How to handle World Cup HR issues
This article first appeared in People Management on 14 June here.
The World Cup kicks off today – and employers may find themselves managing competing requests for time off or transfers to another shift, as well as a spike in unauthorised absences. Vicky Schollar offers some advice.
While employees are not automatically entitled to time off to watch World Cup games, employers should try to agree requests for leave, perhaps by temporarily relaxing rules on how many staff can be off at once, or using a rota or first-come, first-served system. Any requests, of course, need to be balanced against the needs of the business.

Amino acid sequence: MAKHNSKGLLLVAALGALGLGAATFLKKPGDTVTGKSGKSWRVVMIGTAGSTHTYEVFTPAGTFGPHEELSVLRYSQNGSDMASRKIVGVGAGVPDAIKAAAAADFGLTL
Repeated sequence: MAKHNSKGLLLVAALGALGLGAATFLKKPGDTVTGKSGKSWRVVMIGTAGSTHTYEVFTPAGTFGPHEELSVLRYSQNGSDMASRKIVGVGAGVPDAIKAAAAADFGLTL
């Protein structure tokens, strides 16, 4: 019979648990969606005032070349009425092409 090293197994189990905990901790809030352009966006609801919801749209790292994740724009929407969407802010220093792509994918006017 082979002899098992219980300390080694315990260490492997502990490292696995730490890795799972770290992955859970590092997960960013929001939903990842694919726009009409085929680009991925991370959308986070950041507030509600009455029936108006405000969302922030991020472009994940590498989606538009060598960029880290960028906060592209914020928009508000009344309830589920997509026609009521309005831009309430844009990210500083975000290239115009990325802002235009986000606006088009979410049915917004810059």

To help prevent complaints of race and/or sex discrimination, employers should ensure that requests are dealt with consistently and fairly. English and male employees should not be given preference over requests from female staff or employees of other nationalities.
Given that most games are scheduled for the afternoons, evenings and weekends, businesses could consider flexible working arrangements; for example, allowing employees to swap shifts, start work a little later or leave work early provided they make up any time lost, or by allowing unpaid leave.
Read the full article here.